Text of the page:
Exxon Mobil’s (XOM) Darren Woods will make his first presentation to Wall Street as CEO Wednesday.
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Woods replaced longtime Exxon chief Rex Tillerson, now the Secretary of State, beginning Jan. 1. Less than three weeks later, Exxon disclosed Tillerson’s final deal: a large acquisition of land in the fast-growing Permian Basin that will cost up to $6.6 billion. It was Exxon’s largest deal since it agreed to buy XTO Energy in 2009.
The move raised questions over whether Exxon will embark on a new round of acquisitions, analysts say. Investors are also anxious to hear Woods’ general vision for the company.
But the Exxon veteran isn’t expected to represent a departure from his predecessor.
“We think it is likely that he will stick to the standard [Exxon] script, rather than stepping out and saying anything significantly new or different,” J.P. Morgan (JPM) analysts wrote in a note to clients ahead of Exxon’s Analyst Day in New York.
Exxon expects to spend around $22 billion in 2017 after slashing capital expenditures last year. The company spent $19.3 billion in 2016, down from $31.1 billion a year earlier. Executives on Wednesday are expected to offer additional guidance for 2018 to 2020.
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However, J.P. Morgan said it would be surprised if Exxon “moved in the direction of conducting large-scale M&A”—specifically, corporate acquisitions.
Exxon has instead bulked up its land assets to replace lost oil and gas reserves, particularly in the Rockies and Canadian oil sands. The acquisition of Permian land, among other moves, will help Exxon maintain production volumes of 4 million barrels per day, according to Morgan Stanley (MS).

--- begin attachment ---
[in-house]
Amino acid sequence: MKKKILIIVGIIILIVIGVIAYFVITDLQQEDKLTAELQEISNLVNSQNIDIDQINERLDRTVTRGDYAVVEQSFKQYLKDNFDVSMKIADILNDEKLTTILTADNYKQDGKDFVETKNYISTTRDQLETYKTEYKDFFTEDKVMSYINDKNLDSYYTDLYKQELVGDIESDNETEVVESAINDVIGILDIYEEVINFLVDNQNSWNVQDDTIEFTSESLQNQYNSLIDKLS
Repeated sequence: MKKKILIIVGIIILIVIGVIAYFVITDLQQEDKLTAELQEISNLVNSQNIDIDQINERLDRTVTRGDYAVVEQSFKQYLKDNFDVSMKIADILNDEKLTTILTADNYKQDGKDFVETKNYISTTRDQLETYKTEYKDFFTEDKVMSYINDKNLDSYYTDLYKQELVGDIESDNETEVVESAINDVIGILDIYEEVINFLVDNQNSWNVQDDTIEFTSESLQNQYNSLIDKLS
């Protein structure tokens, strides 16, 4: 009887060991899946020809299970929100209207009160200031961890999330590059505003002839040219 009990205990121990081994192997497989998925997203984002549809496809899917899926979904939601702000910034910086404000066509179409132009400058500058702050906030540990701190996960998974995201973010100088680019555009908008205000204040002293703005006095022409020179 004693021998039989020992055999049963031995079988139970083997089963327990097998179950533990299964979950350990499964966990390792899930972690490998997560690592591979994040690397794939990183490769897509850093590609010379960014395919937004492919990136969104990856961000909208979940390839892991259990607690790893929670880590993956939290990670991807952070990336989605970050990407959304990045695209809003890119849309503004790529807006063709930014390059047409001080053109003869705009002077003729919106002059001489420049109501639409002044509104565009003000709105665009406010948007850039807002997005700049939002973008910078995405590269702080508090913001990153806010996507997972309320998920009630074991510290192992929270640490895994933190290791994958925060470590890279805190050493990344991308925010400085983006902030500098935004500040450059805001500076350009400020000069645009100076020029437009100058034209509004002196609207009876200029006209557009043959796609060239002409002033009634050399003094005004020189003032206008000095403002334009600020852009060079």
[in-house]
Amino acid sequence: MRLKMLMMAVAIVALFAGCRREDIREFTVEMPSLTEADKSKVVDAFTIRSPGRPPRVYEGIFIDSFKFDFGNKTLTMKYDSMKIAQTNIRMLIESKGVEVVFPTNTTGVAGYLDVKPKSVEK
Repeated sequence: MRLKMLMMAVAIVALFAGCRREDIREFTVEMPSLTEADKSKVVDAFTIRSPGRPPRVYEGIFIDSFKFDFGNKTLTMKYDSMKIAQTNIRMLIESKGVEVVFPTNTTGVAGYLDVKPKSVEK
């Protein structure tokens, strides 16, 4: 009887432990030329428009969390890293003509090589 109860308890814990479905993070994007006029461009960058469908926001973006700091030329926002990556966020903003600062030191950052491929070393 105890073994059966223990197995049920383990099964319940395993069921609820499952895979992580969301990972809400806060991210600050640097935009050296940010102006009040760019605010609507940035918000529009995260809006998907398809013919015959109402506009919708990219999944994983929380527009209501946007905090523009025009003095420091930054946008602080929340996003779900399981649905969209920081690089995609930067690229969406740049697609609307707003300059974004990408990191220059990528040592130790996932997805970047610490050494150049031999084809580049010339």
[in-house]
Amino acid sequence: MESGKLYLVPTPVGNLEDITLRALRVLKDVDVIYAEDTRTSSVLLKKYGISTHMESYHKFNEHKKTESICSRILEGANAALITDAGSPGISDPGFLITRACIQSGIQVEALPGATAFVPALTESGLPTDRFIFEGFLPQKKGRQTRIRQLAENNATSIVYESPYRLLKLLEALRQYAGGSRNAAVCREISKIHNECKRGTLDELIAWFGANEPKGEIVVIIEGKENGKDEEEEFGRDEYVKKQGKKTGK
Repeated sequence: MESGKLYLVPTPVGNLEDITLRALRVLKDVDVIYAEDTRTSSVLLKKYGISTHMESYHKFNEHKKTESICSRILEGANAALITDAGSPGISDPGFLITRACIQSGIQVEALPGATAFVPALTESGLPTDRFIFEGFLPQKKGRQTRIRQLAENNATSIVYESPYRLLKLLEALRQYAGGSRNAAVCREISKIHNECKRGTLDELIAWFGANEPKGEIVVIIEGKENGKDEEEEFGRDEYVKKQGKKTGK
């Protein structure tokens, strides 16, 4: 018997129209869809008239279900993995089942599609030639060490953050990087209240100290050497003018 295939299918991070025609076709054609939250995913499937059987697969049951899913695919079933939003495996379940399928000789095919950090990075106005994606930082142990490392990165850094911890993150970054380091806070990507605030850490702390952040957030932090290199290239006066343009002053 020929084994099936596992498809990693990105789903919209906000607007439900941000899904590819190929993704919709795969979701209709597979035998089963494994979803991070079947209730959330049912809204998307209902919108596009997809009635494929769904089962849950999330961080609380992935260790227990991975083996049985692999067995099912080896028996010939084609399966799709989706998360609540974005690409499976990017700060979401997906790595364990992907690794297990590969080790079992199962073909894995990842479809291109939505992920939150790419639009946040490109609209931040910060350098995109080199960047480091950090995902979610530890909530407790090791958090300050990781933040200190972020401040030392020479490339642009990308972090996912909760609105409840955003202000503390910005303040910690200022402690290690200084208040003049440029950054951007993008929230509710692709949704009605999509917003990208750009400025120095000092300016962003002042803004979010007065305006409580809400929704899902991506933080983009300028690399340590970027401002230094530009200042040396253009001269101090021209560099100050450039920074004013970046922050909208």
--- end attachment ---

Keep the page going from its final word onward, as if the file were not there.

Exxon has previously offered an outlook that called for production of 4 million to 4.2 million barrels per day through 2020.
Even through the industry’s downturn, Exxon avoided large-scale corporate takeovers like the XTO Energy deal. Exxon’s $41 billion buyout of the natural-gas producer was the target of some criticism, as prices declined sharply in the ensuing years.
Analysts at Goldman Sachs (GS) believe Exxon will remain disciplined in M&A. In a recent report, Goldman Sachs noted that the Permian deal further reduced the odds that Exxon would buy a public energy producer operating in the hot shale play, where deals have been plentiful.
Exxon’s presentation is scheduled to begin at 9:30 a.m. ET.
Woods had long been considered the heir apparent to Tillerson, who would have reached Exxon’s mandatory retirement age of 65 in March had he remained with the company. Exxon elevated Woods to president and gave him a seat on the board in 2015. Prior to that, Woods spent more than 20 years working in the company’s refinery and chemicals businesses.
“It’s like a relay race. The person before me was running as hard as they could, carrying the baton. They pass it on to me. I’m where I am in the race based on their efforts. My job is to advance the baton as far as I can,” Woods told Forbes in a report published this week.
Exxon shares have declined 10.2% since the start of the year, lagging behind rival Chevron (CVX), which is down 4.6% year-to-date. U.S. oil settled at $54.01 a barrel Tuesday. The market hit rock bottom in February 2016, when West Texas Intermediate crude touched $26.21 a barrel.
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